This paper deals with the interactions of chromium (Cr) with biological systems, focusing in particular on yeasts and fungi. These interactions are analysed with primarily regard to biochemical functions, but higher levels of organization are also considered. Thus, the morphological and cytological characteristics of selected microorganisms in response to exposure to chromium ions are evaluated. The different oxidation states of chromium and reactive oxygen species (ROS) generated in redox reactions with chromium ions are presented and characterized. The interactions of the most exposed subcellular structures, including the cell wall, plasma membrane and nuclei, have been deeply investigated in recent years, for two major reasons. The first is the toxicity of chromium ions and their strong impact on the metabolism of many species, ranging from microbes to humans. The second is the still disputed usefulness of chromium ions, and in particular trivalent chromium, in the glucose and fat metabolisms. Chromium pollution is still an important issue in many regions of the world, and various solutions have been proposed for the bioremediation of soil and water with selected microbial species. Yeasts and especially moulds have been most widely investigated from this aspect, and the biosorption and bioaccumulation of chromium for bioremediation purposes have been demonstrated. Accordingly, the mechanisms of chromium tolerance or resistance of selected microbes are of particular importance in both bioremediation and waste water treatment technologies. The mechanisms of chromium toxicity and detoxification have been studied extensively in yeasts and fungi, and some promising results have emerged in this area.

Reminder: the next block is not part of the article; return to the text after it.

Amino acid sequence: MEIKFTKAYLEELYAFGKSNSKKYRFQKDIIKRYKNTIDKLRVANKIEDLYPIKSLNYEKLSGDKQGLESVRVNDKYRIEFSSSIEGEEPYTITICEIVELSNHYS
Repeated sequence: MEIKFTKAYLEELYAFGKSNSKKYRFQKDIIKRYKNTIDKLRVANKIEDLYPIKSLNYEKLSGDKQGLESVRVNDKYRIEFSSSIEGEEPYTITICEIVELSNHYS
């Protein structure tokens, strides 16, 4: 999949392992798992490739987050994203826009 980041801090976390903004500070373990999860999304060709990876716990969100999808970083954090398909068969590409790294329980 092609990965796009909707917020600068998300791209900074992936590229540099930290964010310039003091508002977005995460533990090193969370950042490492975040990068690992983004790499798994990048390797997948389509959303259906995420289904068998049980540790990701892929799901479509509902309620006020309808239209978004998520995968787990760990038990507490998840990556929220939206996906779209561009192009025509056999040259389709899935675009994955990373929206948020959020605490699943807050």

ASJC Scopus subject areas
- Applied Microbiology and Biotechnology